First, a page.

Denmark - Full Moon 118 - 05/13/06
Fell in Love with Tanks and Satellites
Danish quartet Marvins Revolt presents "a solid rhythm section delivering a heavy backbeat and two two guitars churning out melodic chords on top" according to their press sheet, which "is not a new idea [to rock]" they add wisely enough. But for Marvins Revolt (MR) it works quite well.
MR claims they're "pushing the sound barriers of rock, with nods to Sonic Youth, My Bloody Valentine and Shellac". Quite fitting. Their in the noise rock division, crossing the border to new wave territory. The rhythms are indeed tight, and the guitars' riffs and melodies undercover, overcoat, penetrate, and merge with the beat patterns along instrumental stretches as well as the shorter lyrical parts. They four danes might be more inspired by Anglo-bands, especially the vocal parts. But when it comes to the 'new new wave' song parts, they're almost hooking up with retro bands like, say, Interpol - even maybe the some years older Girl vs. Boys (even though Interpol is a way more conform, "straight forward" band, than both MR, as well as GvsB). It's just something about the vocals. Doomy, gloomy, sort of the Ian Curtis way of singing and sounding.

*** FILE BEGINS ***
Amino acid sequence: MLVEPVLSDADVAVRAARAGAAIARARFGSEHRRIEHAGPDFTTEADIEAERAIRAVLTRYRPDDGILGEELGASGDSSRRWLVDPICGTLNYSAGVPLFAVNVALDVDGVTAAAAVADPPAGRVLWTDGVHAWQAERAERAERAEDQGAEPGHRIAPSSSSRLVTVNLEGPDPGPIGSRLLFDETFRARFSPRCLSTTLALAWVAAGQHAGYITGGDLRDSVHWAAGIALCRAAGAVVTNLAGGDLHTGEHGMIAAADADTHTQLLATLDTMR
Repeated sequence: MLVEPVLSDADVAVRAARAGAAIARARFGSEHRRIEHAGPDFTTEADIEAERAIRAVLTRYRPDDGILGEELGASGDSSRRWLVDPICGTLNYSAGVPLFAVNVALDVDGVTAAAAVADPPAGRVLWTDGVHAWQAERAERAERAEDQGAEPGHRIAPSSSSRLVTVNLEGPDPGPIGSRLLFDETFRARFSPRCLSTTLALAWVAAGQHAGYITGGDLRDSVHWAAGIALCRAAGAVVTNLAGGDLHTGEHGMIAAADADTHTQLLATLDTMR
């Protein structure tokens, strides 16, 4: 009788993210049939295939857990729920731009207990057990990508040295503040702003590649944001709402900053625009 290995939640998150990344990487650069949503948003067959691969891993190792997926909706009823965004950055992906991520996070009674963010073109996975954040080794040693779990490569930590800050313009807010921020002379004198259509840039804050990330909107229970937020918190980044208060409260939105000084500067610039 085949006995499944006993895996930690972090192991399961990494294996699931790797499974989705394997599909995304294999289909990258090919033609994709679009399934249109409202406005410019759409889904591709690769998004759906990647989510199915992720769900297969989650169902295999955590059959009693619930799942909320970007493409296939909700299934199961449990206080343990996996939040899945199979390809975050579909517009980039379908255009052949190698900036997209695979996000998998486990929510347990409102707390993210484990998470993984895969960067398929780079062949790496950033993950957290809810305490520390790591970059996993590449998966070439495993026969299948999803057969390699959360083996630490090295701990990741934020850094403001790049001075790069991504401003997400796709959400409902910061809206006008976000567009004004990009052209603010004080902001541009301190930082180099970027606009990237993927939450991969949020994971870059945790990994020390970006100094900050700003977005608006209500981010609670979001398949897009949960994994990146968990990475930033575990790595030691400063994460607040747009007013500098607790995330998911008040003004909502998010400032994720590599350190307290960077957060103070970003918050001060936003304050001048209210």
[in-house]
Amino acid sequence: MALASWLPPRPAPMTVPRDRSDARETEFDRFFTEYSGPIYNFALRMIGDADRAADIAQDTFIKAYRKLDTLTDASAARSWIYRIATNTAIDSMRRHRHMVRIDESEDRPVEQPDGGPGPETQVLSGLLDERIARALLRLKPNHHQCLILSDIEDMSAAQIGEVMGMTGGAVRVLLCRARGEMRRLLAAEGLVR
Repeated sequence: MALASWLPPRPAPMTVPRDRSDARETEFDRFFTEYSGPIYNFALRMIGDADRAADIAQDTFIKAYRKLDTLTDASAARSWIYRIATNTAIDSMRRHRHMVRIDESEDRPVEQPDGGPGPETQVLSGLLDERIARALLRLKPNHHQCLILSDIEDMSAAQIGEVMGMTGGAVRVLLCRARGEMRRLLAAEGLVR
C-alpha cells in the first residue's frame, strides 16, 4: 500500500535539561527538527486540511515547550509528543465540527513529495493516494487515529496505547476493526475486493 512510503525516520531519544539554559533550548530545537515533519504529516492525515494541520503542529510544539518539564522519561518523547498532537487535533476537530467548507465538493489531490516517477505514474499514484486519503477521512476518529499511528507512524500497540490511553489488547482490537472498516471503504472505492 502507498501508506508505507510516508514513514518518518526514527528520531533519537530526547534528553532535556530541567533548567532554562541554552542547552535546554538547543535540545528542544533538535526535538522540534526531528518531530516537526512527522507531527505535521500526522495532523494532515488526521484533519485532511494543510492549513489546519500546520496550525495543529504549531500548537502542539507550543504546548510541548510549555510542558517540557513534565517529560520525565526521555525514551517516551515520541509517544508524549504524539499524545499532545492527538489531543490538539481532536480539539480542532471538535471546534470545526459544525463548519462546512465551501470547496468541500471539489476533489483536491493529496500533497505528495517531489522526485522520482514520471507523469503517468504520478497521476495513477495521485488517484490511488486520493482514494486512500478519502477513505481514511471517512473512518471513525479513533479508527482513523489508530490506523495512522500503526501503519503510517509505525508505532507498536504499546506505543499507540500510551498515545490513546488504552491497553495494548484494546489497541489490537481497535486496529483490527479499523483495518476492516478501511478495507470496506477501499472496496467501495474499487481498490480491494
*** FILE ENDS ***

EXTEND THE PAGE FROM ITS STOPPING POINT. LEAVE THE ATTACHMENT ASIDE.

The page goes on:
Marvins Revolt's debut holds 11 tracks, and even though they're not doing groundbreaking stuff, they've got a little something in there. Nicely done, lads.
Maybe you should've had a couple more sparkling songs making things sound a bit more spceial, even extraordinary. But, by all means, this is a more than decent debut.
Copyright © 2006 Håvard Oppøyen